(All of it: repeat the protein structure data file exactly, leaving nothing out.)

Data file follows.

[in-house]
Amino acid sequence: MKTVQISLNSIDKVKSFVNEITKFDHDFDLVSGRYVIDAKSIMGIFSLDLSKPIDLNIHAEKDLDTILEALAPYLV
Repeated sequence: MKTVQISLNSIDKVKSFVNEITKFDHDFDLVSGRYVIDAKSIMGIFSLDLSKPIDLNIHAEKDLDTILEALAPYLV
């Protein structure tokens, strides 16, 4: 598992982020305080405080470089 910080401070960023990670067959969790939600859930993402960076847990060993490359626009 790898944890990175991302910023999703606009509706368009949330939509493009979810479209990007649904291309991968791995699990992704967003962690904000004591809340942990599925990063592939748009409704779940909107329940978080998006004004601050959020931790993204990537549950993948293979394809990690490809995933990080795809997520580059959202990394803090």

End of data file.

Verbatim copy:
[in-house]
Amino acid sequence: MKTVQISLNSIDKVKSFVNEITKFDHDFDLVSGRYVIDAKSIMGIFSLDLSKPIDLNIHAEKDLDTILEALAPYLV
Repeated sequence: MKTVQISLNSIDKVKSFVNEITKFDHDFDLVSGRYVIDAKSIMGIFSLDLSKPIDLNIHAEKDLDTILEALAPYLV
């Protein structure tokens, strides 16, 4: 598992982020305080405080470089 910080401070960023990670067959969790939600859930993402960076847990060993490359626009 790898944890990175991302910023999703606009509706368009949330939509493009979810479209990007649904291309991968791995699990992704967003962690904000004591809340942990599925990063592939748009409704779940909107329940978080998006004004601050959020931790993204990537549950993948293979394809990690490809995933990080795809997520580059959202990394803090």